By Sandi Bartels
Special to the Herald
The tax-paying citizens may have read about the increase the Clinton Humane Society has asked for from the City of Clinton.
This increase is needed in order to continue doing business with the city and providing the same services that we have since 1941.
In the past, the shelter was fortunate to be the beneficiary to some significant estates which kept us going, along with donations, memorials, memberships, etc. from animal-loving citizens.
Now, with the economy trending downward, those sizeable estates have become a thing of the past, making it necessary to ask the city for 62 percent of the actual cost of providing the services as in years past. In Mayor Vulich’s press release he stated he would veto any increase for our beloved shelter and we'd like to take this opportunity to explain what it is we do at the Clinton Humane Society and why this increase is needed.
In a year's time we provide animal care to approximately 600 animals, brought in as strays by citizens. We also provide care to approximately 350 animals, brought to us by the city’s Animal Control Officer who finds them as strays or are removed from the owner for improper care or they are owner surrenders. These numbers do not reflect the wildlife that is also brought to us by the ACO and citizens. The annual cost of caring for these animals brought in by the city of Clinton is approximately $194,785.90. This money goes to pay for food, utilities, waste removal, pest control, supplies, medications and veterinary services, etc. and employees to care for these animals. While the Clinton Humane Society is asking for $74,785.90 less than the actual cost of doing business with the city, the Clinton Humane Society tries to cover city expenses by doing a lot of fundraising, bringing in $60,000 to $100,000 every year. Running a shelter is not a money-making venture. There is never extra money to pay for repairs or improvements. Just like many people who find themselves living paycheck to paycheck in these tough economic times, we do the best we can with what we have.
The Clinton Humane Society adopted out approximately 200 animals into new homes in 2011 and again in 2012. We also work closely with many rescues, sending an additional 99 animals to rescue in 2012.
The Clinton Humane Society employs 5 full time and 7 part time and a caretaker that lives on the premises. The employees receive no benefits, no annual wage increase and no severance packages. Six part-time employees receive minimum wage. They are dedicated to the welfare of the animals first and foremost. It’s difficult to find employees, who care enough to come into work day after day to scrub cages, disinfect kennel runs, scrub snot off cage bars, scoop poop, clean litter boxes, do laundry and dishes, fold blankets and towels day after day and never call in sick because they know the welfare of the animals depends on them. Without their ongoing dedication and attention to detail, upper respiratory infection, ringworm, kennel cough, and Parvovirus, to name a few, would run rampant. If you were to ask the staff they will tell you that “It’s not just a job… it’s a lifestyle.” They offer their expertise and assistance every time they answer a call or wait on the general public who wish to adopt or find out more information about a specific animal. There are times that our employees, voluntarily and without monetary compensation, assist the public during non business hours. One employee even came to the shelter over the Christmas holiday without compensation and opened our doors so a family could be reunited with their pet and have it home for Christmas.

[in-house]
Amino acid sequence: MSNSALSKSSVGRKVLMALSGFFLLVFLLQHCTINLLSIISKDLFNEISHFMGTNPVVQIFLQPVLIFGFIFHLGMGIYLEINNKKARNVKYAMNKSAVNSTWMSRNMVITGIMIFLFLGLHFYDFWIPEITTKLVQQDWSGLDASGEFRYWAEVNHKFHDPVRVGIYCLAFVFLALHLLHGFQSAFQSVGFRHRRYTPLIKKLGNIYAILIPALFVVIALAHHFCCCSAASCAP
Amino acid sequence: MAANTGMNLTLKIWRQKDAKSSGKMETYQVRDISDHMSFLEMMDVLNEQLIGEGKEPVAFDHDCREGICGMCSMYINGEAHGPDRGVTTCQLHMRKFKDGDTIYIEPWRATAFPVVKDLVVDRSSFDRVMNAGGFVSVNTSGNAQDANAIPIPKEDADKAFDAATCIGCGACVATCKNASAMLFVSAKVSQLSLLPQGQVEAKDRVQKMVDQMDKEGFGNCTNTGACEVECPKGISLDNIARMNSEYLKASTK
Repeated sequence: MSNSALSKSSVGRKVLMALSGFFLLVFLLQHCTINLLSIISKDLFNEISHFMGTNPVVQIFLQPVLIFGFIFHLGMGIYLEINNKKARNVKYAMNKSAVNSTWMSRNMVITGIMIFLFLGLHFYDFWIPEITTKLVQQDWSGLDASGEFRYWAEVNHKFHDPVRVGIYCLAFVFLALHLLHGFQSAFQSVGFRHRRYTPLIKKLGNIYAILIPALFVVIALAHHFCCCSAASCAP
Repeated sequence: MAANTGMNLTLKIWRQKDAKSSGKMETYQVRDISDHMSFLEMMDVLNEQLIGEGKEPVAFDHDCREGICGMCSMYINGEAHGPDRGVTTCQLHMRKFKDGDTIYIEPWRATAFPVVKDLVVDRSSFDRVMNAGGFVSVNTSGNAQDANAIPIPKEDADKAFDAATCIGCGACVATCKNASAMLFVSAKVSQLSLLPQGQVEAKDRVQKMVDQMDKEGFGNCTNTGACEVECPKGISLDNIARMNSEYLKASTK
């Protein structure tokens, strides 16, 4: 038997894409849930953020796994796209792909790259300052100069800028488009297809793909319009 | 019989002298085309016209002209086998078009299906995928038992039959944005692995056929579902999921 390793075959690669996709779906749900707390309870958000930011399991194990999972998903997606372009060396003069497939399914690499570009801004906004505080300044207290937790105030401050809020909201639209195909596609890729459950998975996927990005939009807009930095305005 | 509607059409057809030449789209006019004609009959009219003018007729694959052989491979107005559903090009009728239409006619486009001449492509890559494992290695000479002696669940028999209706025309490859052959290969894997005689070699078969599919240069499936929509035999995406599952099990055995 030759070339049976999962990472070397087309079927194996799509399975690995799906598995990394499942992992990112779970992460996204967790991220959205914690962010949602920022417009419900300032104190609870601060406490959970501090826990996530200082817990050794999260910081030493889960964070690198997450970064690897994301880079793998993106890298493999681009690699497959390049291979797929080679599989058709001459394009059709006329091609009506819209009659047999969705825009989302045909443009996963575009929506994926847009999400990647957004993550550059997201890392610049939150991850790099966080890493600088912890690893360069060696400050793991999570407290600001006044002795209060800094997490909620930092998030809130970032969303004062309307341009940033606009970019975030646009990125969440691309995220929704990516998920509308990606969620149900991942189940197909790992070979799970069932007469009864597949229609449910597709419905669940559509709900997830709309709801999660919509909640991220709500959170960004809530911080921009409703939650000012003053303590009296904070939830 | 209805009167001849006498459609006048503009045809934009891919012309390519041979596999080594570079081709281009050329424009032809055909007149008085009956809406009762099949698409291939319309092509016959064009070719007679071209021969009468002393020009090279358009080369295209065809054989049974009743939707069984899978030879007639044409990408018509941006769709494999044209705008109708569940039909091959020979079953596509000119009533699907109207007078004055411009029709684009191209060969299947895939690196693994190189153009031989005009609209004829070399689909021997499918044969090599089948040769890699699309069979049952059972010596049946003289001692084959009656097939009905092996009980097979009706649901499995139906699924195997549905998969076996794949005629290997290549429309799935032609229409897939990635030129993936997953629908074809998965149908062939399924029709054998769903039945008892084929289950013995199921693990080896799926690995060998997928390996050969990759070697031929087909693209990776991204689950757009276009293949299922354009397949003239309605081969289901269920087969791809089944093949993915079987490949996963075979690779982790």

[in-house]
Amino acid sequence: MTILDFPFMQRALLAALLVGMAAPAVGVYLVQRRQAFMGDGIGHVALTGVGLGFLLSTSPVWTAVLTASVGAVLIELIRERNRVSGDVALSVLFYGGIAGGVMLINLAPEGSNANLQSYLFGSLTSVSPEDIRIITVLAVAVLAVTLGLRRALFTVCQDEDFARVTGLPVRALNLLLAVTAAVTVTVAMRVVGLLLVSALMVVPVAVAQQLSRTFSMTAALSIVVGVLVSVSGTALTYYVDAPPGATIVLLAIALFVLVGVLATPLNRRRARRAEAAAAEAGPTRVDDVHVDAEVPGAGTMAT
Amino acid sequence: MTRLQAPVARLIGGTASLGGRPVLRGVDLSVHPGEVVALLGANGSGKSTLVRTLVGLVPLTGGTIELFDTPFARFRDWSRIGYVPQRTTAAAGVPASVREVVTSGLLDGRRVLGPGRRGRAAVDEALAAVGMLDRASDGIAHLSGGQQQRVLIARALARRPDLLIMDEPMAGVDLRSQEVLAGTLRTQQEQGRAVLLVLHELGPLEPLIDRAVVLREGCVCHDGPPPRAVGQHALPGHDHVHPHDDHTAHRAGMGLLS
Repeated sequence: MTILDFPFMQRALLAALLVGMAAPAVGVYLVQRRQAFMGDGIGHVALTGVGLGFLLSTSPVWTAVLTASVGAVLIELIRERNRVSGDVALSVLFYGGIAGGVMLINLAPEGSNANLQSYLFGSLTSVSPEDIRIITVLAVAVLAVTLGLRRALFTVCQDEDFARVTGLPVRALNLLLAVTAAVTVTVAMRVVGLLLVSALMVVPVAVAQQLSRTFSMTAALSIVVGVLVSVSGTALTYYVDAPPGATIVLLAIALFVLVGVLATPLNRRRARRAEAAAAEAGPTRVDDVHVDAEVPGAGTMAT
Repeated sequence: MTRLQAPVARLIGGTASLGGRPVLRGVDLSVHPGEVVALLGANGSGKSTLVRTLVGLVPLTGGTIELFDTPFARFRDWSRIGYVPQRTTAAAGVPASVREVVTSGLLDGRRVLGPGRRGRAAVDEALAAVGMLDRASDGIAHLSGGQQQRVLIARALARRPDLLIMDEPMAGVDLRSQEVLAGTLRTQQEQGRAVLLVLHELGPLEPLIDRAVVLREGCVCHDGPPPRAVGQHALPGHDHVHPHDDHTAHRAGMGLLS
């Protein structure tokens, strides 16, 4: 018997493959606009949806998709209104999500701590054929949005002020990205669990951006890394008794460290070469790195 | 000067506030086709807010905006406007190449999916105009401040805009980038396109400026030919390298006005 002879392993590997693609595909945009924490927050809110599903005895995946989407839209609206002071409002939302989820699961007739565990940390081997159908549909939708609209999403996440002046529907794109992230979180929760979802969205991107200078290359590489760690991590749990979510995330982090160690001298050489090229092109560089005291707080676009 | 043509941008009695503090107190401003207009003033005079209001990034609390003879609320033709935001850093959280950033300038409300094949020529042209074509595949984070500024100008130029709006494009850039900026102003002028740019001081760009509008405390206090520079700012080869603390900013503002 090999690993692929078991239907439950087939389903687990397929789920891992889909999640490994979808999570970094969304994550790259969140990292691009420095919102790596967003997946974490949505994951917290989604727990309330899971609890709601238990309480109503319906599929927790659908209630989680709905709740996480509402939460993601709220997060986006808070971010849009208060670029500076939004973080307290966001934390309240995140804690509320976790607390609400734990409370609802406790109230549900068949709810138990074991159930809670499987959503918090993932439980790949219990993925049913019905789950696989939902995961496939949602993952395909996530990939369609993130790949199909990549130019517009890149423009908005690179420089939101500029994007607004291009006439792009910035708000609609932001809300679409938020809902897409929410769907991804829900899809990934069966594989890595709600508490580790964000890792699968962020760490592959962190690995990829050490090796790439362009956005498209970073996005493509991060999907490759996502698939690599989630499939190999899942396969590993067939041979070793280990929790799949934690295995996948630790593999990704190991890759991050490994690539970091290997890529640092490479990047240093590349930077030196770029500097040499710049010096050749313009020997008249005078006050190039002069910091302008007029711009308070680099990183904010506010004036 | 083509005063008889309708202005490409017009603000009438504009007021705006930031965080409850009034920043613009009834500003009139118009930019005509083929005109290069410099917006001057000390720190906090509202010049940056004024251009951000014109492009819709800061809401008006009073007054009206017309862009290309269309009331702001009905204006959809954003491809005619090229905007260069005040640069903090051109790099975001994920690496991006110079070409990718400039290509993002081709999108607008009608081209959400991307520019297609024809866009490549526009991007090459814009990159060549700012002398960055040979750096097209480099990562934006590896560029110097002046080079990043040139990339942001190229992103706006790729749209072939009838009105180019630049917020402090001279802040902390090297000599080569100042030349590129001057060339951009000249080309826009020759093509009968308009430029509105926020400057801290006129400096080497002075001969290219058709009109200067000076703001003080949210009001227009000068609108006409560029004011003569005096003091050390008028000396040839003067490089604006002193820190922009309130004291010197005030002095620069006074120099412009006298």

The Clinton Humane Society offers a crematory service to local vets and area citizens for the most reasonable prices in the area. Currently, we do not charge the city for disposing of animals that are killed on the streets and brought in by the Animal Control Officer.
We also provide many educational programs to local schools and scout troops, and we take animals to nursing homes for pet therapy. We also offer a low-cost spay/neuter program once a month for the community and surrounding areas.
The Humane Society has a euthanasia policy in place, as we take euthanizing very seriously. The Clinton Humane Society receives animals with varying degrees of health, medical condition and socialization.
Each animal is evaluated for health condition and behavior displayed within the CHS facility.
We recognize that the euthanasia of some animals may be a humane necessity due to diminished quality of life, medical conditions beyond the Clinton Humane Society’s control, and behaviors threatening the safety of staff and volunteers, the general public, and other animals.